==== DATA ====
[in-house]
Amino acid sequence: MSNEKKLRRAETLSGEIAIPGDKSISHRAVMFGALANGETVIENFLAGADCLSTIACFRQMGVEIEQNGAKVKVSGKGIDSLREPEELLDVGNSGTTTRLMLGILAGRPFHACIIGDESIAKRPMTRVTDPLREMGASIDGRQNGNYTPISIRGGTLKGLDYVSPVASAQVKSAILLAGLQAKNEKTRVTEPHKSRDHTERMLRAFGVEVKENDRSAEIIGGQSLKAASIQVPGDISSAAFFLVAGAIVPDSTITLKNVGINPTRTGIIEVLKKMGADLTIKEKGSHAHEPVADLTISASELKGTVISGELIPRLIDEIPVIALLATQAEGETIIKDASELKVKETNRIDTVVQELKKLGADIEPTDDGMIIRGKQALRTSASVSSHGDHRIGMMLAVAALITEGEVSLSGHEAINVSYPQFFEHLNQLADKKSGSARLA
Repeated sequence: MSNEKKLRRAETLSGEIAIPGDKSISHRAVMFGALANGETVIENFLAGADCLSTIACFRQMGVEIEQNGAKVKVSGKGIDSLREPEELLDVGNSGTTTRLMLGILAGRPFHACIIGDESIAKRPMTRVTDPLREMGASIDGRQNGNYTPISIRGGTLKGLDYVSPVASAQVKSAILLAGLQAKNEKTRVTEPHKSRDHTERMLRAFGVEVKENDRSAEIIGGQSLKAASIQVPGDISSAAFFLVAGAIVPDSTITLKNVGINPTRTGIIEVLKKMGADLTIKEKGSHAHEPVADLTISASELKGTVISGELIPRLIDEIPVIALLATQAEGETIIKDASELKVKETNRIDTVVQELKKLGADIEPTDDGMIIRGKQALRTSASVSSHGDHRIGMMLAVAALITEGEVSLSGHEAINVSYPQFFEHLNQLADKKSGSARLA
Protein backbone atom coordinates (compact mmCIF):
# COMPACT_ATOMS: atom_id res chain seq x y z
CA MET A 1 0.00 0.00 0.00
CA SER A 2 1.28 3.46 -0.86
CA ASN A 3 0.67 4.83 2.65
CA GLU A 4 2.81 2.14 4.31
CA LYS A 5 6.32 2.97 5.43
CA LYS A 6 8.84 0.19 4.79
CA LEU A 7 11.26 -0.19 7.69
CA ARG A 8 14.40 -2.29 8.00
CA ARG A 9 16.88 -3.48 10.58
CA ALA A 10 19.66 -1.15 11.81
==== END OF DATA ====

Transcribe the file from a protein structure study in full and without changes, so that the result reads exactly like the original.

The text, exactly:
[in-house]
Amino acid sequence: MSNEKKLRRAETLSGEIAIPGDKSISHRAVMFGALANGETVIENFLAGADCLSTIACFRQMGVEIEQNGAKVKVSGKGIDSLREPEELLDVGNSGTTTRLMLGILAGRPFHACIIGDESIAKRPMTRVTDPLREMGASIDGRQNGNYTPISIRGGTLKGLDYVSPVASAQVKSAILLAGLQAKNEKTRVTEPHKSRDHTERMLRAFGVEVKENDRSAEIIGGQSLKAASIQVPGDISSAAFFLVAGAIVPDSTITLKNVGINPTRTGIIEVLKKMGADLTIKEKGSHAHEPVADLTISASELKGTVISGELIPRLIDEIPVIALLATQAEGETIIKDASELKVKETNRIDTVVQELKKLGADIEPTDDGMIIRGKQALRTSASVSSHGDHRIGMMLAVAALITEGEVSLSGHEAINVSYPQFFEHLNQLADKKSGSARLA
Repeated sequence: MSNEKKLRRAETLSGEIAIPGDKSISHRAVMFGALANGETVIENFLAGADCLSTIACFRQMGVEIEQNGAKVKVSGKGIDSLREPEELLDVGNSGTTTRLMLGILAGRPFHACIIGDESIAKRPMTRVTDPLREMGASIDGRQNGNYTPISIRGGTLKGLDYVSPVASAQVKSAILLAGLQAKNEKTRVTEPHKSRDHTERMLRAFGVEVKENDRSAEIIGGQSLKAASIQVPGDISSAAFFLVAGAIVPDSTITLKNVGINPTRTGIIEVLKKMGADLTIKEKGSHAHEPVADLTISASELKGTVISGELIPRLIDEIPVIALLATQAEGETIIKDASELKVKETNRIDTVVQELKKLGADIEPTDDGMIIRGKQALRTSASVSSHGDHRIGMMLAVAALITEGEVSLSGHEAINVSYPQFFEHLNQLADKKSGSARLA
Protein backbone atom coordinates (compact mmCIF):
# COMPACT_ATOMS: atom_id res chain seq x y z
CA MET A 1 0.00 0.00 0.00
CA SER A 2 1.28 3.46 -0.86
CA ASN A 3 0.67 4.83 2.65
CA GLU A 4 2.81 2.14 4.31
CA LYS A 5 6.32 2.97 5.43
CA LYS A 6 8.84 0.19 4.79
CA LEU A 7 11.26 -0.19 7.69
CA ARG A 8 14.40 -2.29 8.00
CA ARG A 9 16.88 -3.48 10.58
CA ALA A 10 19.66 -1.15 11.81